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Digital cameras are reliable in teleradiology
  1. S Roychoudhury
  1. Specialist Registrar in Radiology, Guy’s and St Thomas’ Hospital NHS Trust, London, UK; shuvrosupanet.com

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Telemedicine, and particularly teleradiology, can be very useful in developing countries where skilled radiological expertise is not freely available. “Store and forward teleradiology”, where digitised images are electronically sent after image compression to reduce file sizes (for easier internet transfer), will be particularly useful. In this article the authors assess the adequacy of such a system using a freely available digital camera and various image compression algorithms.

Ninety one erect chest radiographs, most of which had one or more features of tuberculosis (consolidation, cavitation, effusion, pneumothorax, lymphadenopathy, calcification, scarring, etc), were photographed using a 5 megapixel Olympus 3000Z digital camera and were converted to gray scale and appropriately modified using Adobe Photoshop software. Twenty two radiographs were normal. Four blinded independent observers (three radiologists and one pulmunologist) read three versions of the same image: (1) the original analogue image, (2) the standard JPEG image (compressed to 400 MB), and (3) a JPEG 2000 image which involves 60:1 wavelet image compression (compressed to 120 MB). Software developed by the authors (available from http://www.sourceforge.net/projects/telemedmail) helped in image viewing.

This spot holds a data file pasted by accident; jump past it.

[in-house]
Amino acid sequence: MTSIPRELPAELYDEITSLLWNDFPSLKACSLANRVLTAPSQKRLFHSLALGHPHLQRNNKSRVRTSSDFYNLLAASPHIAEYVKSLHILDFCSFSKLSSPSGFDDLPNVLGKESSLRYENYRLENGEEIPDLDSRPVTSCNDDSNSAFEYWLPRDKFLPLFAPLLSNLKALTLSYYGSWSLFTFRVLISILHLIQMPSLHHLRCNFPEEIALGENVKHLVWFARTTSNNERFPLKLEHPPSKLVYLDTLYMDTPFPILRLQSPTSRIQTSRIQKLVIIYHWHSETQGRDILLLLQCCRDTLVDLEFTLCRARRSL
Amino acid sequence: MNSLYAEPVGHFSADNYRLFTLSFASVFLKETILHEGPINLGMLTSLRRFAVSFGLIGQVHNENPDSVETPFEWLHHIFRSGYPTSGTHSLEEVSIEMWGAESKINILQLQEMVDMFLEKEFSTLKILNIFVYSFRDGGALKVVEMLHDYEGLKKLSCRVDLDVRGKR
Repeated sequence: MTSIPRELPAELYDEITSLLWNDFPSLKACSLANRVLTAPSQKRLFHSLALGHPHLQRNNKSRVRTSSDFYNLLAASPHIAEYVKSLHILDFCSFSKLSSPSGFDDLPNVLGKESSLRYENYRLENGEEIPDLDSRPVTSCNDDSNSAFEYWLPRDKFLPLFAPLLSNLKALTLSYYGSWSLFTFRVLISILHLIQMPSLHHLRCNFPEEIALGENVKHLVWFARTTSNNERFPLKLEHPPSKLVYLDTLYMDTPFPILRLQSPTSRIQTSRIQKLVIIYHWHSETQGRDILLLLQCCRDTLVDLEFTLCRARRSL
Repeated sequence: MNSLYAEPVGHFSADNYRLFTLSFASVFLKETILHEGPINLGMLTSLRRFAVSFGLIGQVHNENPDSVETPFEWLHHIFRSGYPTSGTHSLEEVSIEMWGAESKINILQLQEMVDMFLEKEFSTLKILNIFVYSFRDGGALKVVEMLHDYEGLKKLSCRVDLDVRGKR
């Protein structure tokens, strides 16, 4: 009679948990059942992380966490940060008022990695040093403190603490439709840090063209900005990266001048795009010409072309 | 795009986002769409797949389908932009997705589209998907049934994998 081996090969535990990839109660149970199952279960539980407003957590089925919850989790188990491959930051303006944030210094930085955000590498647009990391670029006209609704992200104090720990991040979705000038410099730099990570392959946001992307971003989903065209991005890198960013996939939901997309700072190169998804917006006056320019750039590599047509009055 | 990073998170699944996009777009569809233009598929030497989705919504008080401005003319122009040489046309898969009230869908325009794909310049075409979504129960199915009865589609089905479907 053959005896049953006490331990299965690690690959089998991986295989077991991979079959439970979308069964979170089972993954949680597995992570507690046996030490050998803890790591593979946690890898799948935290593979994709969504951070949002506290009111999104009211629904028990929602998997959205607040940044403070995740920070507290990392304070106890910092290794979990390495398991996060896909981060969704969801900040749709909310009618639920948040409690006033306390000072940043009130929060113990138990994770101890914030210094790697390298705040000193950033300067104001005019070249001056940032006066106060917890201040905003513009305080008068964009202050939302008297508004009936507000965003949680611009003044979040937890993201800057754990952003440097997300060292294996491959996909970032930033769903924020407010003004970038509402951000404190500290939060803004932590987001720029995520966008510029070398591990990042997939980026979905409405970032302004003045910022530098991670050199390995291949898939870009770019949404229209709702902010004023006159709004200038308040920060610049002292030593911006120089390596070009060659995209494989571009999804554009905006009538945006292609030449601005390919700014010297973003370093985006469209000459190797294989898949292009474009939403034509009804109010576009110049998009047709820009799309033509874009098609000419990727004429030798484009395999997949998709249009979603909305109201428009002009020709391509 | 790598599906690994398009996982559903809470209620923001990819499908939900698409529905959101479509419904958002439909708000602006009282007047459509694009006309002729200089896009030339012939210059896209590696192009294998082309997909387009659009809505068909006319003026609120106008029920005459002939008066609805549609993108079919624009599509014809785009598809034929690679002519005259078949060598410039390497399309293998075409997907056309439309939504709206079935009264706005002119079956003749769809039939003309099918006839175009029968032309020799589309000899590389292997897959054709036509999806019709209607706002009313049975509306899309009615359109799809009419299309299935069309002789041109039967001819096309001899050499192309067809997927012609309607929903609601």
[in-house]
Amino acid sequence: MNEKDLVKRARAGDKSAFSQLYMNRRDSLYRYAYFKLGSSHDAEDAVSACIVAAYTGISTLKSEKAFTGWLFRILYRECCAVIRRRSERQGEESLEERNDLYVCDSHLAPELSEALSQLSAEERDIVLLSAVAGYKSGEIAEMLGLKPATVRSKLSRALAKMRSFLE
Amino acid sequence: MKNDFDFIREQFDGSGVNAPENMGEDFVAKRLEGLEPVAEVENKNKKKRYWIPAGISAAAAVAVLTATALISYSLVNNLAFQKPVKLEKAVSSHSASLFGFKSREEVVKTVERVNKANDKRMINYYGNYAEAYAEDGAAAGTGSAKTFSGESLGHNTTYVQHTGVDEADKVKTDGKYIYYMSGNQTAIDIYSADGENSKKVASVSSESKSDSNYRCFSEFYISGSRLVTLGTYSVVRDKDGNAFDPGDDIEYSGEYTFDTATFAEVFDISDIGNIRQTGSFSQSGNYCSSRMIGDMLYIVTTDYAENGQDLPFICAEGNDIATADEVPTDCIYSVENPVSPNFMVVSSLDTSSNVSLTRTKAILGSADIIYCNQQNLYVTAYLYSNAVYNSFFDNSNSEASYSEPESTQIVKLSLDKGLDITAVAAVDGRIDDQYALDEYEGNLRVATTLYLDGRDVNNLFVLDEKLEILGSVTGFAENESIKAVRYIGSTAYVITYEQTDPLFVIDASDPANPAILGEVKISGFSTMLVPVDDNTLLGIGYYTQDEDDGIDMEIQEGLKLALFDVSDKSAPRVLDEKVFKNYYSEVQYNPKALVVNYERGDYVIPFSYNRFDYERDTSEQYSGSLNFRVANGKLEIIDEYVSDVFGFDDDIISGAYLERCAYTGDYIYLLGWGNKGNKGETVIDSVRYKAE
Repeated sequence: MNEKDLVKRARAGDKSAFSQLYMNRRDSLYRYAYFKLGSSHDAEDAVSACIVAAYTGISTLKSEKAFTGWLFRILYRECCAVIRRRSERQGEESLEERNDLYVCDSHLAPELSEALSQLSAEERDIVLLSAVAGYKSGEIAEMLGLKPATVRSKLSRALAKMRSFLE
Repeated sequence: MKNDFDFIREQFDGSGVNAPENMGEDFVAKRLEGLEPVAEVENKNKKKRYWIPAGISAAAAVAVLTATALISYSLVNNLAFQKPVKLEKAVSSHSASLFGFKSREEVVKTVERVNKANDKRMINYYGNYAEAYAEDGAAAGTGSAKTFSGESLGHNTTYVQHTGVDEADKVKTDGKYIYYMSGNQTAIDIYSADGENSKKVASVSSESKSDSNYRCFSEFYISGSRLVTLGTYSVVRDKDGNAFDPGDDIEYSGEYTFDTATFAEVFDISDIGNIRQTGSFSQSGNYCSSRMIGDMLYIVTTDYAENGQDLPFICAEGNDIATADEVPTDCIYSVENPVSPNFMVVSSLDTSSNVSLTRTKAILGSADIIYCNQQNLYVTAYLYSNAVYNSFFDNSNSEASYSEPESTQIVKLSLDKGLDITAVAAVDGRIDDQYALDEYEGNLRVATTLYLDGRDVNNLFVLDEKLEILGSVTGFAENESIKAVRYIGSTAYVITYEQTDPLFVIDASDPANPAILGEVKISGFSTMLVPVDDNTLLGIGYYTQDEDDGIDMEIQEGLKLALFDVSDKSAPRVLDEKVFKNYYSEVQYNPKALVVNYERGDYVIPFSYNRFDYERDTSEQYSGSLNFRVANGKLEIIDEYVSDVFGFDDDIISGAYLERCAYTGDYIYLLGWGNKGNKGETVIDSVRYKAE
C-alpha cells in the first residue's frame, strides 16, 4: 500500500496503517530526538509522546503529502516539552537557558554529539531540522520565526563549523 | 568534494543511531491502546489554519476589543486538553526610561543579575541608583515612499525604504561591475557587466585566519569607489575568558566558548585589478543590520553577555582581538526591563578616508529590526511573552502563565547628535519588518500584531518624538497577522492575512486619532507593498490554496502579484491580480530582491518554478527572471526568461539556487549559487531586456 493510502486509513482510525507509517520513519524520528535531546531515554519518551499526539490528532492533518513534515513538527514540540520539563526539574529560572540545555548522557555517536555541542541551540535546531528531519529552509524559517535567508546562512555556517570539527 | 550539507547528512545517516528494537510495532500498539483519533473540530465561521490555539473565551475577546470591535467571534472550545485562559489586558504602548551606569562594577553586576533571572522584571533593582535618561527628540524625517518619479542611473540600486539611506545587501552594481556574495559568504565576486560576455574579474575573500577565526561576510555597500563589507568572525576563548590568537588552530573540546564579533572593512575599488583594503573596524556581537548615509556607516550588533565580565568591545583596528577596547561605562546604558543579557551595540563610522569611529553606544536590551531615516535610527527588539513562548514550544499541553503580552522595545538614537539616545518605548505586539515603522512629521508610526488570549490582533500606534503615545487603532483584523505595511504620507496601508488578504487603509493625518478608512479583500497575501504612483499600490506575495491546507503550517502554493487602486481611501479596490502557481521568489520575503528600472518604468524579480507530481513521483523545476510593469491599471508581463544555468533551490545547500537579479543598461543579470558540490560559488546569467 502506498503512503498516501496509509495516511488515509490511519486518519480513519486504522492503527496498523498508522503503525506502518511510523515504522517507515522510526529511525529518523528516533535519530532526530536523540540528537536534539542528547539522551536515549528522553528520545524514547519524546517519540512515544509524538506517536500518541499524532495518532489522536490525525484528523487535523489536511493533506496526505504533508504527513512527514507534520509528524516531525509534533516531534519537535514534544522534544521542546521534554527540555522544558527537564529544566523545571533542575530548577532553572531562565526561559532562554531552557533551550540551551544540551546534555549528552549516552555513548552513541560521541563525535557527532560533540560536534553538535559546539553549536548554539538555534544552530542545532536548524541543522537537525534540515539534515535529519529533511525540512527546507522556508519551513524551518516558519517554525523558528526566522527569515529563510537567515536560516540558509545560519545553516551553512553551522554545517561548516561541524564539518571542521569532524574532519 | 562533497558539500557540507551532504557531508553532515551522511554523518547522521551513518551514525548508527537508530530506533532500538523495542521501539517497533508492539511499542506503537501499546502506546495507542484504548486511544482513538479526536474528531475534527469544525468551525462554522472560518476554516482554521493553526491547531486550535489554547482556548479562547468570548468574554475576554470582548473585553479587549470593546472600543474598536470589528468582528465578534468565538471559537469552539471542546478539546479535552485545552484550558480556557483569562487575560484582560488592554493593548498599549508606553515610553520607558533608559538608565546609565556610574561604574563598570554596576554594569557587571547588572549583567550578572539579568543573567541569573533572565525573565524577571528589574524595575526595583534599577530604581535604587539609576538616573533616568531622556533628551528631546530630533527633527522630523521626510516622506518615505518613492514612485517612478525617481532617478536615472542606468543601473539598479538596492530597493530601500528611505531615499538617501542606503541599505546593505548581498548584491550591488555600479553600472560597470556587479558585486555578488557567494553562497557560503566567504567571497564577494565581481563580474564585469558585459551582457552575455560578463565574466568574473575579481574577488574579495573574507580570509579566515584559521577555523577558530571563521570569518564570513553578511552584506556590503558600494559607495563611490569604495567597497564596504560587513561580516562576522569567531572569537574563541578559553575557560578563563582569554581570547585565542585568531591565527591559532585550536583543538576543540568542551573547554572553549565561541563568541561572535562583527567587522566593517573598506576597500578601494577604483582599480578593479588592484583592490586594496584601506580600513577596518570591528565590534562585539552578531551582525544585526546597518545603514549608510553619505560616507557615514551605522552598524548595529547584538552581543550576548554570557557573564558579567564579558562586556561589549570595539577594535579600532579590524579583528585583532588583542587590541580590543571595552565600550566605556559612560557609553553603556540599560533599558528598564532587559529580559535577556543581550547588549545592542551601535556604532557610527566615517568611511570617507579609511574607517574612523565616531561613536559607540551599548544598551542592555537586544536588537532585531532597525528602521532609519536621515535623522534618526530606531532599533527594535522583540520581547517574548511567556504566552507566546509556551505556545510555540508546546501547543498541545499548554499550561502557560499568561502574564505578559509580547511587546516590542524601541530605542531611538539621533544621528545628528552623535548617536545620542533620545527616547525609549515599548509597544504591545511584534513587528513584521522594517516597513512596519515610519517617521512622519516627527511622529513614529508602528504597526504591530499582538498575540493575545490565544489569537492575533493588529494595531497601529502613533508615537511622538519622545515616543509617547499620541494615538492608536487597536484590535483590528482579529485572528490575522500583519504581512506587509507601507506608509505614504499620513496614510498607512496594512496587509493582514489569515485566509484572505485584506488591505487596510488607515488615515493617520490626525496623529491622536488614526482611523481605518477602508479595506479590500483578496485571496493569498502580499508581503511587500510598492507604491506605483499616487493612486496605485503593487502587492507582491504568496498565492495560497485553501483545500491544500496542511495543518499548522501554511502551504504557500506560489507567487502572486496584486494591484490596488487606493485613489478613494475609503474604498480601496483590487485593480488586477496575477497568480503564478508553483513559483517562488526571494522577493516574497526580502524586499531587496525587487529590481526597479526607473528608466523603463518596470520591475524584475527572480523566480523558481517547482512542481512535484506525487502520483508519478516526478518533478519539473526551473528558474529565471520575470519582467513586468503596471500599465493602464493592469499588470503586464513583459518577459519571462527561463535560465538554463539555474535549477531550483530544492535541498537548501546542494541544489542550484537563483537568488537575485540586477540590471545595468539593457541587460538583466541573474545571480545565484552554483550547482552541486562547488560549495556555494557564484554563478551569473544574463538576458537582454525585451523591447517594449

Receiver operating characteristic curve analysis of the data showed no significant difference between the interpretation of features of tuberculosis in the three groups apart from calcification which was better detected on the standard JPEG images than on the analogue images. This study shows that low cost, small file size teleradiology allows readings of sufficient quality to make a diagnosis of tuberculosis and can be of benefit to physicians in developing countries with slow dial-up internet connections.

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